Getting a Fix of Professional Sports

The Twins will sell upper deck tickets for not much more than $10.

Going to a live game can be one of the most exhilarating experiences a sports fan can get. The problem many students face is that attending a large pro sporting event can be expensive and difficult to plan.

However, with the Twin Cities, which have five professional teams just a short drive away, it can be surprisingly easy for North Dakota State students to make a fun weekend trip and see their favorite teams.

Planning a trip comes with some challenges. How do I get down to the cities? If I drive, where will I park? How do I get around?

Here are some simple tips before setting off. When driving, avoid parking fees by heading to the Mall of America. There is a metro station under the East Parking Ramp. A day pass will run $6 and erase the hassle of parking.

Also, the journey is more fun when there is someone else to go with. Otherwise, it is three-and-a-half hours of lonely driving and around $60 in gas to get to the cities.


With a big, new, flashy stadium, it is no surprise that the priciest sporting event in the cities is a Vikings football game. U.S. Bank Stadium houses the purple and gold NFL team for eight games from September to December.

The cheapest tickets available are going to cost fans $100 a piece, and to get in closer to action, tickets start to reach the $300-$400 range. For the dedicated sports goers willing to fork over the cash, you will likely walk away with an unforgettable experience.


The Timberwolves play in downtown Minneapolis at the freshly renovated Target Center. There’s plenty of chances for NDSU students to catch a game. The season kicks off this month and runs until mid-April. The playoffs run until May, but that is a rarity for this organization.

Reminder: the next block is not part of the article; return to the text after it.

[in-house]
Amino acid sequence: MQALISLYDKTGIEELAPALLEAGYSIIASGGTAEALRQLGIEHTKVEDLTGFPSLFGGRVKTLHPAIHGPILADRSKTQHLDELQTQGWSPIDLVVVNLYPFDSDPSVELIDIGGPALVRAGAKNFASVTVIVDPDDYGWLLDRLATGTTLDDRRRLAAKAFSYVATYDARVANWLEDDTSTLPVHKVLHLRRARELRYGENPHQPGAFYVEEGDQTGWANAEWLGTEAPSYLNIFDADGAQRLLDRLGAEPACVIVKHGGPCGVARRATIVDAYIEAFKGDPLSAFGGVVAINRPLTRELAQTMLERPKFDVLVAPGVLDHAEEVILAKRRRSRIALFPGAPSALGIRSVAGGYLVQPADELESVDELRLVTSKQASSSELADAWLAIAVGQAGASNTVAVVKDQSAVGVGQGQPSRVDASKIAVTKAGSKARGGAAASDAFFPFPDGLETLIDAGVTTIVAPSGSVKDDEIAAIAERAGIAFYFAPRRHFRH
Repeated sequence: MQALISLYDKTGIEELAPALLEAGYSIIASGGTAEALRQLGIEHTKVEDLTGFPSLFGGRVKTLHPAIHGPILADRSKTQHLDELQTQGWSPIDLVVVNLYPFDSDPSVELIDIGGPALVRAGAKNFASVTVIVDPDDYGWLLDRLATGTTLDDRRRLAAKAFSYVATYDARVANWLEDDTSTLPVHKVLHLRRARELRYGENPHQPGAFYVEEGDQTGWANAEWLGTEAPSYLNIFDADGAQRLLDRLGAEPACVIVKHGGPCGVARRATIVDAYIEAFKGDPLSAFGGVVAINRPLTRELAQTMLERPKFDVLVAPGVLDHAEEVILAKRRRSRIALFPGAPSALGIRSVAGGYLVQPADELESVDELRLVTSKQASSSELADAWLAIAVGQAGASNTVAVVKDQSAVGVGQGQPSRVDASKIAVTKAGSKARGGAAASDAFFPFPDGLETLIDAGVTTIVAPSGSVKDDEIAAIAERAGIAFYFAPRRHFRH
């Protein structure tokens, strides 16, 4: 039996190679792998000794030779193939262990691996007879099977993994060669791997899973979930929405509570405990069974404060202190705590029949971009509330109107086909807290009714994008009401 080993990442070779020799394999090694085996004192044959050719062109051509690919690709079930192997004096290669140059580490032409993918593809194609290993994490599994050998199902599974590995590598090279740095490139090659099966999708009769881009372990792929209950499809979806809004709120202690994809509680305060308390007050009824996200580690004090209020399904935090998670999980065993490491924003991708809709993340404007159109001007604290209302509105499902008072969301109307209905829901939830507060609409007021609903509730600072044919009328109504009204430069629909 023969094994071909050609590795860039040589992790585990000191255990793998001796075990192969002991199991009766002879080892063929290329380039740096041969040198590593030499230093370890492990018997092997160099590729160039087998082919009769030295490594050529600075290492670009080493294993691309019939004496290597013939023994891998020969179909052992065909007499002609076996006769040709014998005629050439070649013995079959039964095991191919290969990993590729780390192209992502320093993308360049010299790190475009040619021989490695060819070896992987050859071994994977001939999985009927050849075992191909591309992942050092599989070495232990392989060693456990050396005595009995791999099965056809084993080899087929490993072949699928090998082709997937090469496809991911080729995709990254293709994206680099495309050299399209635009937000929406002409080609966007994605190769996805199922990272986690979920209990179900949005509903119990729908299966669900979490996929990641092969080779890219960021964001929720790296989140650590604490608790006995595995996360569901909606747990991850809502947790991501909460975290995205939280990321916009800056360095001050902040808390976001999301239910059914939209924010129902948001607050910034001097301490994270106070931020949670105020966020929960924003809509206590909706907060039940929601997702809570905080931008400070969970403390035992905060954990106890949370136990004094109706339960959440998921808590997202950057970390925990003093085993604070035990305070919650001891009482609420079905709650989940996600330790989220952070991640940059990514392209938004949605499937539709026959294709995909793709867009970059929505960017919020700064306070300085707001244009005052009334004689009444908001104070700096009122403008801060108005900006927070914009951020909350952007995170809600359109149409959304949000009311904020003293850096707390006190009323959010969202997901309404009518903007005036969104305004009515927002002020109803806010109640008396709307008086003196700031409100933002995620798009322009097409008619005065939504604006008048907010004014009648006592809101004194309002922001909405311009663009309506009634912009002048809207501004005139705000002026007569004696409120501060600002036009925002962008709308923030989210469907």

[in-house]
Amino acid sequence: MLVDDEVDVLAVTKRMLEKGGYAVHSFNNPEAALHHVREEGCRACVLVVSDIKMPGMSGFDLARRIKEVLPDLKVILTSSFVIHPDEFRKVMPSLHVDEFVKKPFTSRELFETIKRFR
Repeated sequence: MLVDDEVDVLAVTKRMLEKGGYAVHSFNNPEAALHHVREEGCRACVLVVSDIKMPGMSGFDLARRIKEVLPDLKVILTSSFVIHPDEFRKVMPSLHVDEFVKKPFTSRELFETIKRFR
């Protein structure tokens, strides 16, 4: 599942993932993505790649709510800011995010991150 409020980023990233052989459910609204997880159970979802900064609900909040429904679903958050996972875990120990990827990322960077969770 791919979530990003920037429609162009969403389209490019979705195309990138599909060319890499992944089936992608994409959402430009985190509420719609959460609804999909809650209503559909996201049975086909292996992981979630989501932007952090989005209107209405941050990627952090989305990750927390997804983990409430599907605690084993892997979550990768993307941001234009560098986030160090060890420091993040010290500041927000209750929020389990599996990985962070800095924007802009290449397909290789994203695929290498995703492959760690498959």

The price of tickets at these games varies based on the opposing team, but at most games $30-$50 can land you a seat in the nose-bleeds. Although they don’t provide the best view, seats like these still give fans an exciting experience. For those willing to spend a little extra cash, better seats can be found in the low hundreds.


The puck has just dropped on another National Hockey League season for the Minnesota Wild. The Wild play at the intimate Xcel Energy Center in St. Paul. 

Joining the large, raucous crowd will cost over $40 a pop for the nose-bleeds. Prices again change with the visiting team, and the cheapest tickets roll up to nearly $80 for a divisional game on the weekend.

To get into the lower bowl, prices hover above $100.

One other item of note: the drive through Minneapolis into St. Paul takes a little extra time. Especially around a 7 p.m. puck drop, as the remains of rush hour linger.

Minnesota United FC

The newest addition to Minneapolis-St. Paul sports is Minnesota United FC (MNUFC). The team joined Major League Soccer in the 2017 season and will be finishing their second season in the next couple weeks.

Although students won’t be able to attend any more games this semester, MLS will kick back off in early March. Next year, MNUFC will be playing in their brand new stadium, Allianz Field, which will be finished this winter.

Attending soccer games generally doesn’t come with a large price tag. The stadium is divided into tickets that typically ran $30-$50 at the temporary home of TCF Bank Stadium.

Joining the Wonderwall, the Loons’ supporter section, will also see a small drop in ticket prices. Don’t be expected to sit, however, as Allianz Field will see the supporters in a safe standing area on one of the steepest inclines of any U.S. stadium.


Another year, another missed postseason for the Minnesota Twins. But the baseball club is still the easiest way to catch a game on short notice.

Tickets for Target Field are often aplenty, even on the day of the game. The Twins will sell upper deck tickets for not much more than $10.

But there is a really solid second-hand market. Websites such as SeatGeek can find lower deck tickets for cheap. It is not unheard of to get seats three rows up in left field for $16.

As for the product on the field, who knows however.

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